In the history of camera brand comebacks, Fujifilm will be right up there with the best. In 2010, Fujifilm took a wild punt with a high-end compact camera called the X100, with an APS-C sensor, traditional camera controls and a design which harked back to a different era. Would anyone actually want a camera like this in the modern age, and could Fujifilm possible challenge or even approach the success of those giants of photography, Canon and Nikon?
Ten years later, we’ve got our answer. 2019 has been one of the busiest years yet for Fujifilm, which is seeing sales increases where others aren’t and is flatly refusing to believe the gloomy predictions of rivals. It's made APS-C cameras respectable, even desirable, and it's rocked the medium format market to its gold-plated core. More of the same, please!
January(opens in new tab)
January starts quiet. Too quiet.
But then the Fujifilm GF 100-200mm (opens in new tab) stretches the lens range for GFX medium format family with a 2x zoom range and constant f/5.6 maximum aperture, specs which would be pretty tame on a full frame camera, but is actually rather tasty in the world of medium format. This lens has optical image stabilization built in too.
February(opens in new tab)
The legendary Fujifilm X100F fixed lens compact camera is two years old and still uses Fujifilm’s older 24MP X-Trans sensor. Would there be a new version in 2019? The rumor mill was quiet, so we revisited our Fujifilm X100F review (opens in new tab) to see if we still felt the same about this camera. (Warning: we don’t rate it as highly as its fans seem to, and we explain why.)
But then something new happened. The new Fujifilm XP140 underwater compact camera (opens in new tab) could go to a depth of 25m (5m more than the XP130) and now captured 4K video, as well as coming in a choice of colors. That was our summer holiday camera sorted, at any rate.
And then the Fujifilm X-T30 is announced (opens in new tab), and all our winter blues vanish. Here is a camera that looked and worked like an old-school film SLR but with all the latest tech, including Fujifilm’s 26MP X-Trans sensor, 4K video and fancy phase-detect autofocus.
Fujifilm also brings out a new wideangle lens to add to its line-up of compact and rather tasty X-mount primes. The Fujinon XF16mm F2.8 R WR (opens in new tab) is small and neat and boasts a dedicated aperture ring. It’s a stop slower than the equally neat f/2 primes in the Fujifilm range, but f/2.8 is not bad, and the prices is even more not bad.
Since Fujifilm practically reinvented popular instant photography with its instax cameras, other makers have been watching carefully – and this month we hear that Canon is planning its own instant camera range (opens in new tab). Canon’s cameras, however, will essentially be digital cameras with built in Zink printers, which is fine, but some might say not really in the spirit of instant photography. Or is that just us?
Canon is on a downer this month. Canon CEO Fujio Mitarai predicts that the market will shrink 50% in the next 2 year (opens in new tab)s. "Totally, totally disagree," says Toshihisa Iida, General Manager of Fujifilm's Optical Device and Electronic Imaging Products Division, to Imaging Resource. "We really just cannot believe that projection of Canon's."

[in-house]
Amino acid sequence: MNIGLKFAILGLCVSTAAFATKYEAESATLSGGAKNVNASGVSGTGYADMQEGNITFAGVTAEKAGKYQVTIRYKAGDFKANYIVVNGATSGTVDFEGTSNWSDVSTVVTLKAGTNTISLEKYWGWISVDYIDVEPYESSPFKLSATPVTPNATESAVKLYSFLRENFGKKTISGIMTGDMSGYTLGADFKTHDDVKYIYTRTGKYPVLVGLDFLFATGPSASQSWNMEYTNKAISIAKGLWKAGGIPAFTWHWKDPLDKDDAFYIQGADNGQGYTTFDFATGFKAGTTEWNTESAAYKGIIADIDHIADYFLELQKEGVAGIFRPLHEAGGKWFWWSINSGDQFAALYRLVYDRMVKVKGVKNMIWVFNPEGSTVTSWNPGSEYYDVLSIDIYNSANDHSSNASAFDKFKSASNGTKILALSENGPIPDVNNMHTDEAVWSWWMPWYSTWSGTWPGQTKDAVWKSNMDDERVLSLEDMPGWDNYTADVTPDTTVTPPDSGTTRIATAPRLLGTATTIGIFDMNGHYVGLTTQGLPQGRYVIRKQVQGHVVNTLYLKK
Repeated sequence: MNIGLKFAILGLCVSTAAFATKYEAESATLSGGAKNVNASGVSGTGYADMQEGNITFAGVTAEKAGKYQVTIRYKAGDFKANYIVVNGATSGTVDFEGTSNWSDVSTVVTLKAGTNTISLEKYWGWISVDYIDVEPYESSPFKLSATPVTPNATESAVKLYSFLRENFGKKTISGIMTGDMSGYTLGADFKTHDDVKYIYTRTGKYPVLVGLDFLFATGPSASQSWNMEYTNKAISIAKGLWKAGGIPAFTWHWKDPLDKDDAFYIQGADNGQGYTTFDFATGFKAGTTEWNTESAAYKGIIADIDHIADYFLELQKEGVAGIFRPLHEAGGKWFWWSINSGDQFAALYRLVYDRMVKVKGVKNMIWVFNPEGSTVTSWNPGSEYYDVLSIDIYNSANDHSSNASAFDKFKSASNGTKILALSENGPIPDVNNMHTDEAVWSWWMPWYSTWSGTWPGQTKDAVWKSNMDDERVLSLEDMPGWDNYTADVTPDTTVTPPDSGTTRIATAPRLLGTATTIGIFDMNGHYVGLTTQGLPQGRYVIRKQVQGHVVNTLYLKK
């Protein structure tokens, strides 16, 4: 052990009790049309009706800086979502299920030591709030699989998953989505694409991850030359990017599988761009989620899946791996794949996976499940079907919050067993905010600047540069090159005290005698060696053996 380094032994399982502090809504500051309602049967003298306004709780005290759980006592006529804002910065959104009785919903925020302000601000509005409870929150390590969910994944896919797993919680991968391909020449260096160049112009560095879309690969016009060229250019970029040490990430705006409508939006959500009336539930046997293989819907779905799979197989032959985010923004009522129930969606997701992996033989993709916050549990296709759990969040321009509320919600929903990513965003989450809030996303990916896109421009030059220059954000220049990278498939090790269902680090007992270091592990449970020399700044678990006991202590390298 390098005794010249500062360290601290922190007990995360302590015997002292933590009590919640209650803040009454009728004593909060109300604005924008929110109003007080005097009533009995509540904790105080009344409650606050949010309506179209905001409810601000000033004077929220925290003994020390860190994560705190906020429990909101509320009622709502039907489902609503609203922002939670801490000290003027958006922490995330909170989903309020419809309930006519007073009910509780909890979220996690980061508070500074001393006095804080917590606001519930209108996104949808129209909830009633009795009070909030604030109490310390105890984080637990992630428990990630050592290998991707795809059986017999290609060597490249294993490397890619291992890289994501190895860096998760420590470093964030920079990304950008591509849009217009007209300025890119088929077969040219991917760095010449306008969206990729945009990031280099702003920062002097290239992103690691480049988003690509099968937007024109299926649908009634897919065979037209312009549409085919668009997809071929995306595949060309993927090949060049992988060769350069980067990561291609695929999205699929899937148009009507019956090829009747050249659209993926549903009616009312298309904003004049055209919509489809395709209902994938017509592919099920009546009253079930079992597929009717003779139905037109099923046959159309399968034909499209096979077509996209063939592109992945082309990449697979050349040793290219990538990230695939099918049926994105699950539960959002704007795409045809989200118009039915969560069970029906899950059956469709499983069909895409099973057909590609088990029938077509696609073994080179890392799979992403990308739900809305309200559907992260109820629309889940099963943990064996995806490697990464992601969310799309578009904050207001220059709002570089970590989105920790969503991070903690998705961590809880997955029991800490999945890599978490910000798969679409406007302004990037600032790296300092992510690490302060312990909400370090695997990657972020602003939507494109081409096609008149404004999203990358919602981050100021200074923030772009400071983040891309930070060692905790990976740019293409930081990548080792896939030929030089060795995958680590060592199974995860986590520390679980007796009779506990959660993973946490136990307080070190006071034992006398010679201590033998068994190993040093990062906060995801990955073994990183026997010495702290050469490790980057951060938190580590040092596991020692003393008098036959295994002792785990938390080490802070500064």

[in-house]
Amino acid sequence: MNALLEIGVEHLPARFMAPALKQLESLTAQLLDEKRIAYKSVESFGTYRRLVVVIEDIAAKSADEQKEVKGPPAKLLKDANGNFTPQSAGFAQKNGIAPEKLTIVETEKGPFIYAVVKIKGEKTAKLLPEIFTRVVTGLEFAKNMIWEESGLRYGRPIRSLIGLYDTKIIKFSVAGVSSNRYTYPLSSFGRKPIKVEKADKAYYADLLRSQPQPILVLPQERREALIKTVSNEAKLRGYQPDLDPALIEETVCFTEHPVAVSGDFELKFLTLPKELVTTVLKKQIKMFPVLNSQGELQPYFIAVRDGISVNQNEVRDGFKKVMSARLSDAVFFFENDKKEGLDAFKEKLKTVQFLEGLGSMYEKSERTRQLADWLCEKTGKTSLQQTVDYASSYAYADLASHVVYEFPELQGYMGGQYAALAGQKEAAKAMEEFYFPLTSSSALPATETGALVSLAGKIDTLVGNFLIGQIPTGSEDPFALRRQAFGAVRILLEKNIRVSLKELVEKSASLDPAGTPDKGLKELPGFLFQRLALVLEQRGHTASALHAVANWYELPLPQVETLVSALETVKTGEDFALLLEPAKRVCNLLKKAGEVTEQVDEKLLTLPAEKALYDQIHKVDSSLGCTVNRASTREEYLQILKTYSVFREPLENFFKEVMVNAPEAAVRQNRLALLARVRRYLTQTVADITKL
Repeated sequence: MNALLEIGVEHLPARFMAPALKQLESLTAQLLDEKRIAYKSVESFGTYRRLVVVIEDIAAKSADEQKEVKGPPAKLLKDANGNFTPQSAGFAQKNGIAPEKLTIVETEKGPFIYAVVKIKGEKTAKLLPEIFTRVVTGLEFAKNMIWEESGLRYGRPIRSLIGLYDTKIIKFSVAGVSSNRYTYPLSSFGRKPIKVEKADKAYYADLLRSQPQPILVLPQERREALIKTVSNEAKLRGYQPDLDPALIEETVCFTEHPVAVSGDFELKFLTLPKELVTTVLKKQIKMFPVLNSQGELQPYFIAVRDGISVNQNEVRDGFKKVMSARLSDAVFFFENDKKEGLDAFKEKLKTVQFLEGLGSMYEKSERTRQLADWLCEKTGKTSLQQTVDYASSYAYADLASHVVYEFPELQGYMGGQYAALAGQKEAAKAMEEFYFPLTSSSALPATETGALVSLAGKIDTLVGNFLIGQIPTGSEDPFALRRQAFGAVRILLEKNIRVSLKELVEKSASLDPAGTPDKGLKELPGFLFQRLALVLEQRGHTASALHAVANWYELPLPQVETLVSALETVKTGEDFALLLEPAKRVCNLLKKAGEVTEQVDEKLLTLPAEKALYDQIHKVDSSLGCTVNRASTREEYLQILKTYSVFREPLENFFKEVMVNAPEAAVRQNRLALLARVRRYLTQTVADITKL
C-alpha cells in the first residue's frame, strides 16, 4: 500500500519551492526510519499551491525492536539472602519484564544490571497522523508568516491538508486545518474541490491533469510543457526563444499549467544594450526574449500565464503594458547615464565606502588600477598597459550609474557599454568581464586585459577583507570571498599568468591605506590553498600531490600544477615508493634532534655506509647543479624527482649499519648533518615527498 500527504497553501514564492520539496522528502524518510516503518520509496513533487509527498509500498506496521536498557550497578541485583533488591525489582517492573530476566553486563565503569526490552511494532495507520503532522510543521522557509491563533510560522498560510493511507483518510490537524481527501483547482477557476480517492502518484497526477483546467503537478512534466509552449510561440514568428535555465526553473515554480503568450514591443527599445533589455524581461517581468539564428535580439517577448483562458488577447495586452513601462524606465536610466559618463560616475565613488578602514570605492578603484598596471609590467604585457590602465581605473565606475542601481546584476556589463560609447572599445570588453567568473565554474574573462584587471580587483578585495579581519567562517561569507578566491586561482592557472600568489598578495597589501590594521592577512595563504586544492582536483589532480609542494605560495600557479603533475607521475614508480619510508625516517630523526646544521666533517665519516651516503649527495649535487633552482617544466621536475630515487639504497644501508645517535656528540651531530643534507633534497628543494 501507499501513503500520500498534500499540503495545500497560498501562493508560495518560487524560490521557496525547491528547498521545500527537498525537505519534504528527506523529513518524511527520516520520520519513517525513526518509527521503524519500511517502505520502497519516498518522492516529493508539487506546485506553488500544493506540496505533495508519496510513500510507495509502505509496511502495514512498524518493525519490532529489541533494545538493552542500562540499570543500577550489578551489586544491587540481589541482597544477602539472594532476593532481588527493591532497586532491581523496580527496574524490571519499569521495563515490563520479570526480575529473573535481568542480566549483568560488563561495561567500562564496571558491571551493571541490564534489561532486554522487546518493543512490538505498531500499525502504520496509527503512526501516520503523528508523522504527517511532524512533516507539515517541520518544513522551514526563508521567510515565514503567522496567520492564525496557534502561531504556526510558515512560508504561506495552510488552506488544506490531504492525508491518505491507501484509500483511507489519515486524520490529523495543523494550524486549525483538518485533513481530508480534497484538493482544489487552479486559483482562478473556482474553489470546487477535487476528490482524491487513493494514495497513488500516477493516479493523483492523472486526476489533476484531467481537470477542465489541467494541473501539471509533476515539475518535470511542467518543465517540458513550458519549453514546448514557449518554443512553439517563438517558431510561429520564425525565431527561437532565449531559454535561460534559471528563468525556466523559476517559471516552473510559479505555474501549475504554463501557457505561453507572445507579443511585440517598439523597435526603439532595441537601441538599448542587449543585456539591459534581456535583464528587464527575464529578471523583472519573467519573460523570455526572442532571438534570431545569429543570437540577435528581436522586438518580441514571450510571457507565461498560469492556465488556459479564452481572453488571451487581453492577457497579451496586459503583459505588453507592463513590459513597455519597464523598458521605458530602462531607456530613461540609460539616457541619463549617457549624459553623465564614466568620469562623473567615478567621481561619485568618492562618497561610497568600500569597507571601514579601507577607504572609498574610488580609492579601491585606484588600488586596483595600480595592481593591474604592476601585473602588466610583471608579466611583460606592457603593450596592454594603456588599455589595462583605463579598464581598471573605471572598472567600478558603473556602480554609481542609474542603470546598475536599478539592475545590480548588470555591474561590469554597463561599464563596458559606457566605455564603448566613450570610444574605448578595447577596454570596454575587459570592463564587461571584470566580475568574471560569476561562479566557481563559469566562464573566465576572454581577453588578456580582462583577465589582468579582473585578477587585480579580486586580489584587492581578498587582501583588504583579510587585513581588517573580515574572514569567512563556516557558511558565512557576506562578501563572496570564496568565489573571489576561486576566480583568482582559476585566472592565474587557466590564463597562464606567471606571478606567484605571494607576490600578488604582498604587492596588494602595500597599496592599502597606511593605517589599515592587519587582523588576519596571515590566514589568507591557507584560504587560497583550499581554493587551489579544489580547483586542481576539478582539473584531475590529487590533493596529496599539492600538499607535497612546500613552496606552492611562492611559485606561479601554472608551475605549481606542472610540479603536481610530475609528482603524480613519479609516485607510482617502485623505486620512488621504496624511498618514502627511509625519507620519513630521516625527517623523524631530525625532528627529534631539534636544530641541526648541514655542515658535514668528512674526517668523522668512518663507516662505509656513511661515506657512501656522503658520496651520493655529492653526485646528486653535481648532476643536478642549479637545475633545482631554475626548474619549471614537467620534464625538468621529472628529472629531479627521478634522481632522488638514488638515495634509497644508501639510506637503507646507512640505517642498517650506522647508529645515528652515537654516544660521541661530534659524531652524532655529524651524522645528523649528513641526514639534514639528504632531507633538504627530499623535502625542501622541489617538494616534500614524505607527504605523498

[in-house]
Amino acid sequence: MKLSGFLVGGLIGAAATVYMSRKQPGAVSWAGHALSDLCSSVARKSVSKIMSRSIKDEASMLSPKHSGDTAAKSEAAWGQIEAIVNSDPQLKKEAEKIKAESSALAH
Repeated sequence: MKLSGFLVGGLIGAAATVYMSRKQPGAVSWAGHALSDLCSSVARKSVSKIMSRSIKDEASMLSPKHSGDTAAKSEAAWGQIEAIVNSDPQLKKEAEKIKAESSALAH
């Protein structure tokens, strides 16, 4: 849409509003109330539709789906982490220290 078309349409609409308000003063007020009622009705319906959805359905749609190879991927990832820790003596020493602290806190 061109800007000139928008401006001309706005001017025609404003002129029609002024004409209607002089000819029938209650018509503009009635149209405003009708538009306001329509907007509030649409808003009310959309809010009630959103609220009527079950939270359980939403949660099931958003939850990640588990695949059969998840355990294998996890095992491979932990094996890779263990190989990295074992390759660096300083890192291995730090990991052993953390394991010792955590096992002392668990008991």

May(opens in new tab)
This is the month of the official Fujifilm GFX 100 announcement (opens in new tab). People are always calling new cameras ‘game changers’, but this one actually is. The GFX 100 joins the existing GFX 50S and GFX 50R models but trumps them with twice the resolution, in-body image stabilization, phase-detect AF and 4K video. Amazing.
We published a 600MB TIFF file from the GFX 100 to show what it could do. If the Internet was slow for you that day, sorry. So besides file size, what are the GFX 100 and GFX 50S key differences? We list all five, and it’s not pretty.
There’s bad news for film fans, though, as Fujifilm raises color film prices by 30% (opens in new tab) and announces some films will be discontinued altogether.
Rumors about a new Fujifilm X-Pro3 start early, with talk that the X-Pro3 might come with a tilting touchsceen display (opens in new tab)! Well, that seemed like hot news back then, given that the staunchly conservative X-Pro line only had fixed screens until now. If only we knew then what we know now! We're pretty sure, though, that the Fujifilm X-Pro3 will arrive in October (opens in new tab).
In more concrete news, there’s another new medium format GFX lens. The Fujinon GF 50mm f/3.5 (opens in new tab) is a compact prime lens equivalent to around 40mm in full frame camera terms and ideal for general semi-wide-angle photography.
And let’s not forget that Fujifilm is the only mainstream camera maker to have a history of analog film production too. Many of these films have near-legendary status but, inevitably, they are dying out. But we get good news, as Fujifilm Neopan Acros 100 comes back from the dead (opens in new tab), after being discontinued last year.
Canon was all doom and gloom in March, and in June it was Nikon’s turn, reporting a 15% year on year sales drop in Japan. In the same period, same territory, Fujifilm reports a 20% increase in sales (opens in new tab).
The Fujifilm GFX 100 became a landmark camera the moment it was announced. With 100 million pixels, a medium format sensor, phase detection AF and in-body stabilization, practical handheld portability and a price not a million miles from a full frame pro camera’s, it ticked more boxes than anyone dared to dream. And this is when we got a production sample for our full Fujifilm GFX 100 review (opens in new tab). Readers of a nervous disposition should not look at the resolution chart.
Back on planet Earth, Fujifilm announces the Fujinon XF 16-80mm f/4 R (opens in new tab), a new standard zoom for its X-mount cameras that’s actually quite big news. The existing 18-55mm f/2.8-4 is all right but not really a pro lens, while the 16-55mm f/2.8 IS a pro lens but weighs a ton and has no in-built stabilizer. The Fujinon XF 16-80mm f/4 R has a wider zoom range than both, a constant f/4 maximum aperture and a 6-STOP IMAGE STABILIZER according to Fujifilm.
In this month, we hear that Fujifilm and Samsung are joining forces to develop a new ISOCELL Plus sensor (opens in new tab) to reduce crosstalk and improve sensitivity in back-illuminated sensors. It’s not just the tech that’s interesting – this could mean that Sony’s stranglehold on the sensor manufacturing market might be loosened slightly.
Always hungry for camera rumors, we hear that Fujifilm has registered a new but unidentified camera which we think is coming in October and isn’t the X-Pro3. We hope its a new Fujifilm X-H2 (opens in new tab) and go to town with predictions about specs, features and design. IT DOESN’T HAPPEN. Not in 2019, anyway, but there’s always 2020…
In the same month, Fujifilm patents a touch-sensitive top dial (opens in new tab) and we republish images from Fuji Rumors that show how it might work.